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Prev Med. 2017 Nov;104:86-91. doi: 10.1016/j.ypmed.2017.04.001. Epub 2017 Apr 4.

A comparison of nicotine dependence among exclusive E-cigarette and cigarette users in the PATH study.

Author information

1
Department of Public Health Sciences, Penn State University College of Medicine, Hershey Medical Center, Hershey, PA 17033-0850, United States; Penn State Tobacco Center of Regulatory Science, Penn State University College of Medicine, Hershey Medical Center, Hershey, PA 17033-0850, United States; Center for Applied Studies in Health Economics, Penn State University College of Medicine, Hershey Medical Center, Hershey, PA 17033-0850, United States. Electronic address: gliu@phs.psu.edu.
2
Department of Public Health Sciences, Penn State University College of Medicine, Hershey Medical Center, Hershey, PA 17033-0850, United States; Penn State Tobacco Center of Regulatory Science, Penn State University College of Medicine, Hershey Medical Center, Hershey, PA 17033-0850, United States.
3
Department of Public Health Sciences, Penn State University College of Medicine, Hershey Medical Center, Hershey, PA 17033-0850, United States.

Abstract

Electronic cigarettes ("e-cigs") have recently gained in popularity, but their health risks, including dependence potential are unclear. This study analyzed the adult database from the Wave 1 Population Assessment of Tobacco and Health (PATH) Study, a nationally representative survey of tobacco use in the United States, to assess the relative level of dependence among adult, exclusive everyday users of e-cigarettes and cigarettes. Of the total 32,320 observations from the Wave 1 PATH adult database, 3586 (5.9%, weighted) were eligible for our analysis population. Among those who met the eligibility criteria, 156 (4.6%) were exclusive e-cig users, and 3430 (95.4%) were exclusive cigarette smokers. Our results show that e-cig users reported a significantly longer time-to-first-use of the day after waking (measured in minutes) compared to cigarette smokers after adjusting for confounders (adjusted geometric mean [95% confidence limits (CL)]: 29.2 [24.4-34.9] vs. 20.0 [18.7, 21.5]). In addition, cigarette smokers were significantly more likely to consider themselves addicted (Adj. Odds Ratio [95% CL]: 6.9 [4.5-10.7]); have strong cravings (2.9 [1.9-4.2]); find it difficult in the past 12months to refrain from using their product in places where it was prohibited (6.4 [2.9-14.3]); and feel like they really needed to use their product (3.9 [2.4-6.4]). These results are consistent with previous studies, in finding that exclusive daily e-cigarette users are less dependent on their respective product than comparable cigarette smokers.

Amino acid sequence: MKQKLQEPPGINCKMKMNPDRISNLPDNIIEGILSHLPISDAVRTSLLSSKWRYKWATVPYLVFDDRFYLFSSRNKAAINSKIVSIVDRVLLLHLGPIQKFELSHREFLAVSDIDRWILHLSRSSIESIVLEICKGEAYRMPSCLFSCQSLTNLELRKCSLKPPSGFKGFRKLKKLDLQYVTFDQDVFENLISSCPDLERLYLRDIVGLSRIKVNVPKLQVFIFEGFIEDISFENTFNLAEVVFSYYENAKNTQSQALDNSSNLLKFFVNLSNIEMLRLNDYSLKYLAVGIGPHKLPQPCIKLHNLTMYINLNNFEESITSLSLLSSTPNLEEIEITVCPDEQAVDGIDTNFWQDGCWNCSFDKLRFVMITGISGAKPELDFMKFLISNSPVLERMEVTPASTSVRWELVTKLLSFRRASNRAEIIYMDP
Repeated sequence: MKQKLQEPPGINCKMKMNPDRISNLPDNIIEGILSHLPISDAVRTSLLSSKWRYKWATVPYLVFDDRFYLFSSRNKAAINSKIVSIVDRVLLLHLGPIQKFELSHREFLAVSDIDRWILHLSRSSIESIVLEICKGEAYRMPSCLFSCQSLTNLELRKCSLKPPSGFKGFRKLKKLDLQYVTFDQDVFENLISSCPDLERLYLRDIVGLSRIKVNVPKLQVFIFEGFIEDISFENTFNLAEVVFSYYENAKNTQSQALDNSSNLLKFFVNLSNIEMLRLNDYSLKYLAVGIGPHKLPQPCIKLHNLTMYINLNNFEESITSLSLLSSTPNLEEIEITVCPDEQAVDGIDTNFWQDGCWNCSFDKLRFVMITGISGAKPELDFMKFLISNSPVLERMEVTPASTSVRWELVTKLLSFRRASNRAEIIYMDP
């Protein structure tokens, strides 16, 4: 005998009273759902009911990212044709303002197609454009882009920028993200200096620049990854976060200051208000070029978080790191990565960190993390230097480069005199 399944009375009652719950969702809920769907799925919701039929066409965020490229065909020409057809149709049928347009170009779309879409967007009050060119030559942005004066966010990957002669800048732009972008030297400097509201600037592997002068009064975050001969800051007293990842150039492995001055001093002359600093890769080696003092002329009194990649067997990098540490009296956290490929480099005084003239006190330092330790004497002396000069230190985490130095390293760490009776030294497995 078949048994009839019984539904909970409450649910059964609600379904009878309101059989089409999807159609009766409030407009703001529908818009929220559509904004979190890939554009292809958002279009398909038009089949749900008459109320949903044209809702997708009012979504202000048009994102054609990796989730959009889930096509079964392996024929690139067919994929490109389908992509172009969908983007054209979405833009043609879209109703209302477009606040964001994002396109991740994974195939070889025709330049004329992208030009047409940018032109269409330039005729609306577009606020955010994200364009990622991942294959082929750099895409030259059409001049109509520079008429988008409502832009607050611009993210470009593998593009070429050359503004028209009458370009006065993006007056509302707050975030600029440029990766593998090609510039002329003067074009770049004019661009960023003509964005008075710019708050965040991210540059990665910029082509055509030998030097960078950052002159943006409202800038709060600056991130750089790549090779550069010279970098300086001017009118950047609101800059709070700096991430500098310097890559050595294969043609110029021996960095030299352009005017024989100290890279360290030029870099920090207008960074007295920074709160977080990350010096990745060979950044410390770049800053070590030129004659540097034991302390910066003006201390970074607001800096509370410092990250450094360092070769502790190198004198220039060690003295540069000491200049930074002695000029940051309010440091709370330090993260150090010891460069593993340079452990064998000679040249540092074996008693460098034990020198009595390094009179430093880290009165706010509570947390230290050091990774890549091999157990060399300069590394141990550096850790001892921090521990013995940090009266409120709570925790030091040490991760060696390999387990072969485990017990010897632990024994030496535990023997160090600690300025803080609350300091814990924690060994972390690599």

KEYWORDS:

Addiction; Adults; Cigarettes; Dependence; E-cigarettes; Electronic cigarettes; Inhaled nicotine device; Nicotine; Smoking; Tobacco

PMID:
28389330
PMCID:
PMC5868349
DOI:
10.1016/j.ypmed.2017.04.001
[Indexed for MEDLINE]
Free PMC Article

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